2. Mental health support mechanisms
Physical health issues, such as MSDs, can also have a knock-on impact on an employee’s mental wellbeing. Dominic Howard, European director at Best Doctors, says: “Stress and physical problems are often intertwined.”
Taking a more holistic approach and co-ordinating MSD-related and mental wellness support can help to address this.
The mental strain and stress of having a musculoskeletal condition can sometimes create more of a problem for employees than their physical symptoms, says Paul Avis, marketing director at Canada Life Group Insurance. “People with back pain who are absent from work, suffer from the same types of concerns as any absent employee,” he explains. “These could range from financial concerns [to the] fear that the workplace is moving on beyond them or that others are covering their work better than they are, so while the starting cause of an absence might be back pain, after a period of time, mental health can supersede this.”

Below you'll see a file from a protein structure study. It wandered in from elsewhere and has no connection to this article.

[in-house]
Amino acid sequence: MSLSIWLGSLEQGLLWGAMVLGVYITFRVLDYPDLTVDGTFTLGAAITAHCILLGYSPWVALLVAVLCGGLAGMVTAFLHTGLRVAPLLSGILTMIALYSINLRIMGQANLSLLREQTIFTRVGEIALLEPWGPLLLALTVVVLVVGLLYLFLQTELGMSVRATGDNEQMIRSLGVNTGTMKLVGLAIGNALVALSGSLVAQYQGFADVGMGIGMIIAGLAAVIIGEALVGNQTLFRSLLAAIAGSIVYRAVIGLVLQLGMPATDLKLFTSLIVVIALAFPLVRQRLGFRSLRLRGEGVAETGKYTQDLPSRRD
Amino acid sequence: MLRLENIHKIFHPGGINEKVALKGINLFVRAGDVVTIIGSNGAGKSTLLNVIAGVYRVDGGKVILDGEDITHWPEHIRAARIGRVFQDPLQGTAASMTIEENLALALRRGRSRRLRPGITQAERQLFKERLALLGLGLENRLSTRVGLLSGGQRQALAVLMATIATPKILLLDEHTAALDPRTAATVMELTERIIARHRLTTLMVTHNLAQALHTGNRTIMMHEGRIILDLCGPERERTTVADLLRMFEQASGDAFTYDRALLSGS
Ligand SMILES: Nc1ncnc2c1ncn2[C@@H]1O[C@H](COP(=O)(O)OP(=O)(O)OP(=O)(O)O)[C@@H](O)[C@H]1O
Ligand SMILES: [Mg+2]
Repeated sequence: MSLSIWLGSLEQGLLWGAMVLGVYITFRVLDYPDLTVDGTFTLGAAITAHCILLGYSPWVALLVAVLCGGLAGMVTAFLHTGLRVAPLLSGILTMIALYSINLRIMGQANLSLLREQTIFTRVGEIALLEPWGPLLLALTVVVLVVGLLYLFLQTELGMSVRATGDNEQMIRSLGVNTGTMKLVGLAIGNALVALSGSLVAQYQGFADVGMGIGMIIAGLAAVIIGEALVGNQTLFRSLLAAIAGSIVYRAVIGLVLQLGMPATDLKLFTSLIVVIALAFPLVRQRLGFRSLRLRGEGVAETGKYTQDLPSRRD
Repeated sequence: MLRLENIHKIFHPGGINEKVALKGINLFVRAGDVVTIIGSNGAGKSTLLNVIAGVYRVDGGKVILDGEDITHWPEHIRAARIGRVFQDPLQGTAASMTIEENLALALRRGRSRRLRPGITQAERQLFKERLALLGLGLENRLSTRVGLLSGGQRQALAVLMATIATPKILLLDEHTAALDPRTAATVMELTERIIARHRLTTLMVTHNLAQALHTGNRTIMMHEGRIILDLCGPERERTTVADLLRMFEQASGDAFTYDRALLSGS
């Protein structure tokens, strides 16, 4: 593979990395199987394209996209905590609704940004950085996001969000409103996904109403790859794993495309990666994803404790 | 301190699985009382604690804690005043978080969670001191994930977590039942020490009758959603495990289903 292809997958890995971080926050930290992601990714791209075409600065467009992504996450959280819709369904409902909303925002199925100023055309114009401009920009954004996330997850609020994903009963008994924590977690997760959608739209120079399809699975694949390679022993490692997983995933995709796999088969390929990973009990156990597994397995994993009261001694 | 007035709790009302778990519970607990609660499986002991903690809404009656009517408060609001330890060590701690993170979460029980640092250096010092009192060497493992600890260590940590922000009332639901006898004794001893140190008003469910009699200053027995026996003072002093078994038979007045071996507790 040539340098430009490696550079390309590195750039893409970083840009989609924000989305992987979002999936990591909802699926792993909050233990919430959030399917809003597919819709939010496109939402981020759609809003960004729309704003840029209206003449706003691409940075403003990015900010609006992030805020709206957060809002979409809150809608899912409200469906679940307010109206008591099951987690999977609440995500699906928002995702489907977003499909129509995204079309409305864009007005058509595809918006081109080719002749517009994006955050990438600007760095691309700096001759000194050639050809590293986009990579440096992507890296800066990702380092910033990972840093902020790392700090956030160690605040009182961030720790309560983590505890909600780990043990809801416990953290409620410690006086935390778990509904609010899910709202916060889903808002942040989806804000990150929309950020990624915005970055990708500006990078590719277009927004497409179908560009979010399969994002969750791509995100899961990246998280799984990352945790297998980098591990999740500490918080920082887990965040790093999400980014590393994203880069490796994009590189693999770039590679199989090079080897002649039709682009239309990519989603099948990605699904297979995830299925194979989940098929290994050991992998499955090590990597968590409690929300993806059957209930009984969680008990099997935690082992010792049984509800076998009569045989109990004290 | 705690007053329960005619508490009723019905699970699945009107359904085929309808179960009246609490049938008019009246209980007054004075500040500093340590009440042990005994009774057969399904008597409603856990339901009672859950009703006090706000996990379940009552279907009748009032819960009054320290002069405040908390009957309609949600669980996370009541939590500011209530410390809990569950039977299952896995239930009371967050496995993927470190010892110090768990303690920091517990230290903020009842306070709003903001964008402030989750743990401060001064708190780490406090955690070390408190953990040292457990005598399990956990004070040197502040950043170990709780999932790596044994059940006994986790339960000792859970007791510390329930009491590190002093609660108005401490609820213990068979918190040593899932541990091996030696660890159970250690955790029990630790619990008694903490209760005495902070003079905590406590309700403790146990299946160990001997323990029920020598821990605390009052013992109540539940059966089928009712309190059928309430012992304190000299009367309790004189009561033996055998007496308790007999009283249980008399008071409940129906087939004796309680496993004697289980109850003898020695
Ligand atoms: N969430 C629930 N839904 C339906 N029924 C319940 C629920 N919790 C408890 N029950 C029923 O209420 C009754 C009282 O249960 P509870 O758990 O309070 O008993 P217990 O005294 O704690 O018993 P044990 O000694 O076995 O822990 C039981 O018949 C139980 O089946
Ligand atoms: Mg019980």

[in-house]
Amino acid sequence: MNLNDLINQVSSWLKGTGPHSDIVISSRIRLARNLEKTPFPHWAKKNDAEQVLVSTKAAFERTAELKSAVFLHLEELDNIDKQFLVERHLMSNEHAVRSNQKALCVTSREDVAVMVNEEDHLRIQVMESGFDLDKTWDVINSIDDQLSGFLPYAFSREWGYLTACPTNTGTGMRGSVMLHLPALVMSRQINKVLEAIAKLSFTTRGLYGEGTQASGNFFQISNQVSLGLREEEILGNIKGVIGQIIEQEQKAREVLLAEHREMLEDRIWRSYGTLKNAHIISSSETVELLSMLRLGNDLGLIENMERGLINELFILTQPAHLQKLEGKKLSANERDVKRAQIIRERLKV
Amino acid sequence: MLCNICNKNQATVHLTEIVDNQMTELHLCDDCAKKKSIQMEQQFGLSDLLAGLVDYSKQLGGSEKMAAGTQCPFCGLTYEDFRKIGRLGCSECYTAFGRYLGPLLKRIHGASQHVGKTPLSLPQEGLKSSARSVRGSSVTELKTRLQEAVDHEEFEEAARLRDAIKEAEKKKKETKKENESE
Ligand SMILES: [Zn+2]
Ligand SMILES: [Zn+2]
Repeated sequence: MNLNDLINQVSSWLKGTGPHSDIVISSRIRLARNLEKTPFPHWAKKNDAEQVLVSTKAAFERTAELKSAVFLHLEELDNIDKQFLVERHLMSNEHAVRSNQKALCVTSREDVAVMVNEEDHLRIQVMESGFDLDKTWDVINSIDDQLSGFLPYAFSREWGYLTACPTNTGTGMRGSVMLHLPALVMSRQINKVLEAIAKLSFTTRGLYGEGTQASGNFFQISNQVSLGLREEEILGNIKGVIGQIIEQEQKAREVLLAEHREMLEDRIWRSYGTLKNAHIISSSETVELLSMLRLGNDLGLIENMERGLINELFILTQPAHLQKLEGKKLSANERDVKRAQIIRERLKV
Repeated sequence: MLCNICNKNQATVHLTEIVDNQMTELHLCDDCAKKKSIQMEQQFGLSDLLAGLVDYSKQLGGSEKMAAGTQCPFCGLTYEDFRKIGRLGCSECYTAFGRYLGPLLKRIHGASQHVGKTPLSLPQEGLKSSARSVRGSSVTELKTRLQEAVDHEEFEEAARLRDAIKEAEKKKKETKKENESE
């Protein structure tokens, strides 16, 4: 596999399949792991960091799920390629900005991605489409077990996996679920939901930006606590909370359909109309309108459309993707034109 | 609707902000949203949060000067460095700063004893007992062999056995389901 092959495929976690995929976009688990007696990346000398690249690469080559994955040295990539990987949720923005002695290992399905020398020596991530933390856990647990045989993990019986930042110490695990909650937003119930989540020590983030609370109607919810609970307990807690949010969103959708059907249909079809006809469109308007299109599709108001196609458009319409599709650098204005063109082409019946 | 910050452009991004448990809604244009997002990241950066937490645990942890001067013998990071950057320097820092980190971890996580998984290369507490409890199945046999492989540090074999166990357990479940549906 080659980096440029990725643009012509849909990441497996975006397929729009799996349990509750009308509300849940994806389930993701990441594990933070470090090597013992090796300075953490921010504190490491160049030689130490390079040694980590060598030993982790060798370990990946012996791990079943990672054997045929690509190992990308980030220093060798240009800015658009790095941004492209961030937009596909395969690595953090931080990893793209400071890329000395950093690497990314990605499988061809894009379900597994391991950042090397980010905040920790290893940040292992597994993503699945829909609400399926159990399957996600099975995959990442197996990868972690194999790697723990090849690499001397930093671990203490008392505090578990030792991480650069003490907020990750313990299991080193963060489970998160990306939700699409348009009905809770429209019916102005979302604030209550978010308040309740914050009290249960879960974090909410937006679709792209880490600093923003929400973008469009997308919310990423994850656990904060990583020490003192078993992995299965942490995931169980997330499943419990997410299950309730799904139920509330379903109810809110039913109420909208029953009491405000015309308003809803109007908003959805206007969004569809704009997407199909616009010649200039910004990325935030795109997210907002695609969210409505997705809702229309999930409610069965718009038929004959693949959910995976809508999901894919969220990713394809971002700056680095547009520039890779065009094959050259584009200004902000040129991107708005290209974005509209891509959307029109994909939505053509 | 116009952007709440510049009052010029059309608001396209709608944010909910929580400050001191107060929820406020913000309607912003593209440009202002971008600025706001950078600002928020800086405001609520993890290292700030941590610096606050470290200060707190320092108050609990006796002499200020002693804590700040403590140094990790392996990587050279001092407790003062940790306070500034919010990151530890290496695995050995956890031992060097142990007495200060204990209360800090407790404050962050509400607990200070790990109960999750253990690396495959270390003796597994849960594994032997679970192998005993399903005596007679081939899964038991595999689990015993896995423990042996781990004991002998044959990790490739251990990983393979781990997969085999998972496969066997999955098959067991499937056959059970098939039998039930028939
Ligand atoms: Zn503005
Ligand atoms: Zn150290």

Access to early intervention services, day-one vocational rehabilitation, a second medical opinion service, an employee assistance programme (EAP), and a treatment sourcing service are among the schemes that organisations could offer to support staff during MSD-related absence, adds Avis.
However, it is not just the mental wellbeing of the employee suffering from an MSD that needs to be considered, says Wimpenny. When a member of staff is absent from work, their colleagues may see their workloads increase, which can, in turn, increase stress levels and reduce productivity. Employee benefits, such as EAPs, can form part of the support system available to those affected.
3. Physical activity initiatives
Fostering a culture that encourages and enables staff to lead a healthy lifestyle, such as physical activity initiatives and good nutrition, can have a positive impact on an employees’ overall health and wellbeing. “Anything that emphasises strong bones, eating well, [and] staying supple, so there’s less strain on muscles,” says Howard. “If [employees] are leading a sedentary lifestyle, [they’re] potentially going to be putting on more weight [and] more weight means [they] are putting more stress on [their] legs, back and so on.”